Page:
GOOD

97-Year-Old Veteran Who Attended The 1945 Cubs World Series Asks For Help Getting 2016 Tickets

He’s had to wait over 70 years to take in another World Series game at Wrigley Field.

In the past few days, sports fans have been bombarded with stories about how long it’s been since the Cubs played in (or won, for that matter) a World Series. But if you’re seeking a firsthand account, you might want to speak with 97-year-old Jim Schelgle. A lifelong Cubs fan, veteran, and survivor of the attack on Pearl Harbor, Schelgle attended two of the Cubs’ last World Series games at Wrigley Field way back in 1945.

To get an idea of what the experience was like back then, here’s a retrospective on the matchup:


Not one to dwell in the past, Schelgle’s back in the news these days because he’s in the market for a ticket to the Cubs-Indians series this year. He lives in Elgin, Illinois and would like nothing more to round out almost a century on this Earth by taking in a Cubs win or two as they try to do what they couldn’t in 1945 – win the World Series.

In 1945, Jim was just out of the Army after WWII and strolled down to Wrigley Field to see if he could track down a ticket to Game 6 of the Cubs-Tigers series.

Jim recalls to WGN:

“A policeman came along and he said, ‘solider, what the hell are you doing here?’ and I said, ‘I’m going to go to a ball game’, [he said] ‘you don't have to stand in line, come on with me’. He said, ‘Maybel, I've got a solider here who wants to go the ball game,” Jim said. “She was all shook up, and she said ‘how many tickets do you want?’ and I came up with four, and she gave me four tickets.”

He was also fortunate enough to catch Game 7, though the result (Chicago lost the series 3 games to 4) wasn’t exactly in a Cubs fans’ favor. He remembers each ticket cost $1.20, a far cry from the $1,000 buy-in we’re seeing on StubHub in the days leading up to Game 3 at Wrigley.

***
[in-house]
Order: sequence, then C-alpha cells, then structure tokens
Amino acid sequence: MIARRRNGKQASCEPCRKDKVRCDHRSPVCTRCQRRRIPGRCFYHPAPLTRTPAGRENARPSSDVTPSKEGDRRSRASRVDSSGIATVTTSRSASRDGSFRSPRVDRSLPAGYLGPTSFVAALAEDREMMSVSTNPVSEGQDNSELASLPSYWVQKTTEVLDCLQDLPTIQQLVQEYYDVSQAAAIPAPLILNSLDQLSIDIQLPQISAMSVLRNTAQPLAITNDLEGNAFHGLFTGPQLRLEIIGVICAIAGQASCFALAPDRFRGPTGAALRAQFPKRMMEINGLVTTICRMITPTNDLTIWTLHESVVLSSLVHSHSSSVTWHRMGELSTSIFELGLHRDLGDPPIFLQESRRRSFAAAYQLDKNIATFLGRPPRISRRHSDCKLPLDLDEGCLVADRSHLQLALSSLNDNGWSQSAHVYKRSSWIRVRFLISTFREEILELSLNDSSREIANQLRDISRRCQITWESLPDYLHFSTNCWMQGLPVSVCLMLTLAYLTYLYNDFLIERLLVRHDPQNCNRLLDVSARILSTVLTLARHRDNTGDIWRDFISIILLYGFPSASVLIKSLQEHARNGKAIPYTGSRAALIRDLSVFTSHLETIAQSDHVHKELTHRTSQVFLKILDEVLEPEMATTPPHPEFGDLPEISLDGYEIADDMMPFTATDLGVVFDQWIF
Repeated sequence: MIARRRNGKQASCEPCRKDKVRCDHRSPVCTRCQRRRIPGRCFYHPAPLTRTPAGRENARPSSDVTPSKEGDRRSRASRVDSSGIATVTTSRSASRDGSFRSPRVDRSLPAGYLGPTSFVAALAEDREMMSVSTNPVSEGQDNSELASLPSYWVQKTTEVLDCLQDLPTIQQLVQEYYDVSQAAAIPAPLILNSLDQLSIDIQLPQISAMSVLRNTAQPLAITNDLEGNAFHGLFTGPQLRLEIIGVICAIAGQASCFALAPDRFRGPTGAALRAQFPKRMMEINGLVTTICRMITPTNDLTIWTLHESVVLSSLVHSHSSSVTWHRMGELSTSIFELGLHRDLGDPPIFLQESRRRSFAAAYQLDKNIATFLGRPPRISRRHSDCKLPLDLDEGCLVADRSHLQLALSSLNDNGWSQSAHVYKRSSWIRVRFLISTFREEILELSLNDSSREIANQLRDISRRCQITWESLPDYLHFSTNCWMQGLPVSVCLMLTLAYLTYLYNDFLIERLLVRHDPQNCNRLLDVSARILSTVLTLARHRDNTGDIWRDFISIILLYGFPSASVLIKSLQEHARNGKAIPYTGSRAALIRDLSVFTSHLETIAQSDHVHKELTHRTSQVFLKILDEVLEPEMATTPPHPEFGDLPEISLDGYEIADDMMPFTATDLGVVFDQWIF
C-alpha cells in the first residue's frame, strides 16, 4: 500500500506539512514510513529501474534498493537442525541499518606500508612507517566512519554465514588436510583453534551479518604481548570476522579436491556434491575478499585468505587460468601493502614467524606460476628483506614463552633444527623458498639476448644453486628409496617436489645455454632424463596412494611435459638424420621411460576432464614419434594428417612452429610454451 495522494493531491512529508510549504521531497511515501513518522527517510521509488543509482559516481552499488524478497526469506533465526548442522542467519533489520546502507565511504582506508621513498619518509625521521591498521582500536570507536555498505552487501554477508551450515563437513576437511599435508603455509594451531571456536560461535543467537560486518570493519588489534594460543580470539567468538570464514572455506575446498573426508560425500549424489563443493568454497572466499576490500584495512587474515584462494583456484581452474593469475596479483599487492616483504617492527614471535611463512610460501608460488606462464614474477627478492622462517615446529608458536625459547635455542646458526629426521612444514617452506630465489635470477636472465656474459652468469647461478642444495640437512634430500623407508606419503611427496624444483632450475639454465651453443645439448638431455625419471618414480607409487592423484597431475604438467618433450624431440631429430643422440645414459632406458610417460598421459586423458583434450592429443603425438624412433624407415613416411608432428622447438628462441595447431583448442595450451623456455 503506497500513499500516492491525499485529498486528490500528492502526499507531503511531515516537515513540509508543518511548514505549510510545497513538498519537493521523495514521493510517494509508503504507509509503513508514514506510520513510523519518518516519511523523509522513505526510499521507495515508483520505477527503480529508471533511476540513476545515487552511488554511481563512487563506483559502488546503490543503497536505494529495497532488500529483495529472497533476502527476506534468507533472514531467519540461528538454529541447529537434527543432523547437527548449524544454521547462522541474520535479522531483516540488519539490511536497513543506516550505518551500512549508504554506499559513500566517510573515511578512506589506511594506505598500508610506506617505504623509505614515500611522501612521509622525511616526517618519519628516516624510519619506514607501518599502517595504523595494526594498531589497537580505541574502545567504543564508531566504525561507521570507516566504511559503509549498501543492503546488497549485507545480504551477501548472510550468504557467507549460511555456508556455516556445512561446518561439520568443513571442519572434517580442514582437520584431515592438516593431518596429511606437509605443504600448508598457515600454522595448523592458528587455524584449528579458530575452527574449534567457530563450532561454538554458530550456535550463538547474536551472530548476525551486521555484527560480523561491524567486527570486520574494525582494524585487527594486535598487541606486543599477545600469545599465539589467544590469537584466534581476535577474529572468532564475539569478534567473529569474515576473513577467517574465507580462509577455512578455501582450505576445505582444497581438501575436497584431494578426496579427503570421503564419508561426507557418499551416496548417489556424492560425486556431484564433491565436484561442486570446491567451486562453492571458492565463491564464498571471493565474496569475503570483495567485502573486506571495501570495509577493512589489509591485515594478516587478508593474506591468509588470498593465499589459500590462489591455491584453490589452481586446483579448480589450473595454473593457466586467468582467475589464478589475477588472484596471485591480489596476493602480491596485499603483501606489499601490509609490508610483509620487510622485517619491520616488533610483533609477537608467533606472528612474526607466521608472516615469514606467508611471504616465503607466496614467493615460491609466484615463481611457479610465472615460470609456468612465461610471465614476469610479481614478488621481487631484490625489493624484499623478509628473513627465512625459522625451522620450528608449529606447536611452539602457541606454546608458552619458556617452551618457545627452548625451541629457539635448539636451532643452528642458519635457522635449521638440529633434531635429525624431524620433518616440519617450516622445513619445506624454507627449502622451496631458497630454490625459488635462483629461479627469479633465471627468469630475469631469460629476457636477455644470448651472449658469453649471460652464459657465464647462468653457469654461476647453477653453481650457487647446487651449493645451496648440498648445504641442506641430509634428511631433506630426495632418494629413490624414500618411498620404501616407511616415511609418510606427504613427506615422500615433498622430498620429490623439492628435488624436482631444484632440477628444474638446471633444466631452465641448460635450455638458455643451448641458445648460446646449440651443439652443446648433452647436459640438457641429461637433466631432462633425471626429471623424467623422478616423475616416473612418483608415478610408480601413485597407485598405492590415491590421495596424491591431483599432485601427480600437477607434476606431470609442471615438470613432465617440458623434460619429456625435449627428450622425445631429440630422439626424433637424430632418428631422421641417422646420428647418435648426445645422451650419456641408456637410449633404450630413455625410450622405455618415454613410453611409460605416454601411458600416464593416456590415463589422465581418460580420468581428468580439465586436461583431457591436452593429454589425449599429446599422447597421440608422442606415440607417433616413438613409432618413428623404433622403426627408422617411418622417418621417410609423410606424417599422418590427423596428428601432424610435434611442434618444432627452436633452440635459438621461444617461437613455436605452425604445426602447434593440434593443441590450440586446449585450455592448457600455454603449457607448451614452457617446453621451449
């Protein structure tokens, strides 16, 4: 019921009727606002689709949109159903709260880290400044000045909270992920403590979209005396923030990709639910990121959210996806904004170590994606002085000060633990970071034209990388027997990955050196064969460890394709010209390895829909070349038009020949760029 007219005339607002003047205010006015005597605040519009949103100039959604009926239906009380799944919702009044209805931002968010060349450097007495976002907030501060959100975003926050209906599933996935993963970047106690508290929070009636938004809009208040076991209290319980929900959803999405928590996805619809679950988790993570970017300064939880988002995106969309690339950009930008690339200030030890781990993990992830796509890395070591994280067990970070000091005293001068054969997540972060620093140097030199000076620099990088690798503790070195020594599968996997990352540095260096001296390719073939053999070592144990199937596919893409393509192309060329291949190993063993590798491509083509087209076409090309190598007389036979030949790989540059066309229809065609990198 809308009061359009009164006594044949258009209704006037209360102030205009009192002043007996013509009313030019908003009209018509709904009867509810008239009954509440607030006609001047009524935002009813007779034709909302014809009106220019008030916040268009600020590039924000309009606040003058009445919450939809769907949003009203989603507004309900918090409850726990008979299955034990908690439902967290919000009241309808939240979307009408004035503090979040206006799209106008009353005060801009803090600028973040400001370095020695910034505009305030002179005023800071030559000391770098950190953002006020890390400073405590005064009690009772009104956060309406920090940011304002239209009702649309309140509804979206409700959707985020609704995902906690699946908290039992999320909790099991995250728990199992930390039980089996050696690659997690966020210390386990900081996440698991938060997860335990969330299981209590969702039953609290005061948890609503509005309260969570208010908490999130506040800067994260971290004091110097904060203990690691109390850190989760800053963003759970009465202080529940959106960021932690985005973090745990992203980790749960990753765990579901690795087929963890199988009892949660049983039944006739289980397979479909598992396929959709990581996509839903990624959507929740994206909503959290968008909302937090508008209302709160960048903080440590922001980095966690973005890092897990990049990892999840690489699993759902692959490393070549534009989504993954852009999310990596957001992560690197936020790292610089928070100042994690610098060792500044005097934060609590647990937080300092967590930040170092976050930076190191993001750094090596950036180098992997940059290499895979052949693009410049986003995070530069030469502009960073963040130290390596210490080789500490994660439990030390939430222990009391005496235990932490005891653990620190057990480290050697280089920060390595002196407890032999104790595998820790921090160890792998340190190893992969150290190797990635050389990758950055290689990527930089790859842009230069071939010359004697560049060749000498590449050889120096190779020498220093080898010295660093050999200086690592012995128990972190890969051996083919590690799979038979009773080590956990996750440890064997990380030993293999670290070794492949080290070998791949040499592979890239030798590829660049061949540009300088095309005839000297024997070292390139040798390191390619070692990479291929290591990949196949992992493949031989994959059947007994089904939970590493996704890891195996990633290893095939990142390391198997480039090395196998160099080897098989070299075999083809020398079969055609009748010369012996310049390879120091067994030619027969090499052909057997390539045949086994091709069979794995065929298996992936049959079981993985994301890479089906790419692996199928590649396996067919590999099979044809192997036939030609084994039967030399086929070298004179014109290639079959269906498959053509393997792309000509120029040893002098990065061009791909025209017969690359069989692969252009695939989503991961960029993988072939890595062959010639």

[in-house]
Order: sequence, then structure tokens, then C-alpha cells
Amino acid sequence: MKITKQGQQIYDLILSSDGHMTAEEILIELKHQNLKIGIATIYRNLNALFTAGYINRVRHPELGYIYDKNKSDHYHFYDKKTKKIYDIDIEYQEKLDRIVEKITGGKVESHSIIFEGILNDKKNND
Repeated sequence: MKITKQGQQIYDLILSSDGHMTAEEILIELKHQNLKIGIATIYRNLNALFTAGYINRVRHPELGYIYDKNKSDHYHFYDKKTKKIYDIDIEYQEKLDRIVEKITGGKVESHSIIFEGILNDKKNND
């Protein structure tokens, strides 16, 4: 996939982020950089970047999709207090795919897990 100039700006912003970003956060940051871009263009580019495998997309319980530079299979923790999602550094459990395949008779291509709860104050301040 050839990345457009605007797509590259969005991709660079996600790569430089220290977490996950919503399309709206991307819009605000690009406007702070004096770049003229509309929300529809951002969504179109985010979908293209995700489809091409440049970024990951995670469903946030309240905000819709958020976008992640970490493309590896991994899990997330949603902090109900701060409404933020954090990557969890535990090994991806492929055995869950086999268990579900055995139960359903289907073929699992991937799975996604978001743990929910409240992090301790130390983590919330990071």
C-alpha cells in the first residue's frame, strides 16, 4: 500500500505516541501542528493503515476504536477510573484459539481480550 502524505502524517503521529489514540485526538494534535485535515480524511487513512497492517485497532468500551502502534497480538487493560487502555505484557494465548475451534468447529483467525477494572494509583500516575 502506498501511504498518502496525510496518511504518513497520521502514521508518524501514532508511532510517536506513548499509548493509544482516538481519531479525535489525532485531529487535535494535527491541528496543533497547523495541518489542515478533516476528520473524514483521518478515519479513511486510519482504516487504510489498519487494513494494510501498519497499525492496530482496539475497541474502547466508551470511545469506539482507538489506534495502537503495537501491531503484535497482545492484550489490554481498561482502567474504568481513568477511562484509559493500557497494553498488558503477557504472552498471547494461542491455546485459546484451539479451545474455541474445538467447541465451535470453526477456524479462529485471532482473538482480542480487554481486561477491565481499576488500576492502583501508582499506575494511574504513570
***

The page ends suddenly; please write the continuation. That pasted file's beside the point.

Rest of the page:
Needless to say, the cost is a little high for a retired vet, so Jim’s granddaughter, Helen, created a GoFundMe page in the hopes that some sympathetic souls will help Jim get back to Wrigley for the World Series after a 71-year “hiatus.” So far, they’ve tallied up $2,000 in donations thanks to supportive tweets like these:

Helen said she wouldn’t have turned to crowdsourcing if the cause wasn’t so near and dear to her grandfather’s heart, stating, “All he talks about is Pearl Harbor and the Cubs; that is his life.”

As for Jim’s series prediction? He’s guessing it will be Cubs in 7, but he’s not going to be too picky about the circumstances. He says, “I don’t give a damn where it’s at, as long as they win.”

Sports
via David Leavitt / Twitter and RealTargetTori / Twitter

Last Friday, GOOD reported on an infuriating incident that went down at a Massachusetts Target.

A Target manager who's come to be known as "Target Tori," was harassed by Twitter troll David Leavitt for not selling him an $89 Oral-B Pro 5000 toothbrush for a penny.

He describes himself as a "multimedia journalist who has worked for CBS, AXS, Yahoo, and others."

Keep Reading
Communities
via David Leavitt / Twitter

Anyone who has ever worked in retail knows that the worst thing about the job, right after the pay, are the unreasonable cheapskates who "want to talk to your manager" to get some money off an item.

They think that throwing a tantrum will save them a few bucks and don't care if they completely embarrass themselves in the process. Sometimes that involves belittling the poor employee who's just trying to get through their day with an ounce of dignity.

Twitter is rallying around a gal named Tori who works at a Target in Massachusetts after she was tweet-shamed by irate chapekate, journalist, and Twitter troll, David Leavitt.

Keep Reading
Business
via Haldean Brown / Flickr

In a typical work day, people who smoke take more breaks than those who do not. Every few hours they pop outside to have a smoke and usually take a coworker with them.

Don Bryden, Managing director at KCJ Training and Employment Solutions in Swindon, England, thinks that nonsmokers and smokers should be treated equally, so he's giving those who refrain from smoking four extra days to compensate.

Funny enough, Bryden is a smoker himself.

Keep Reading
Health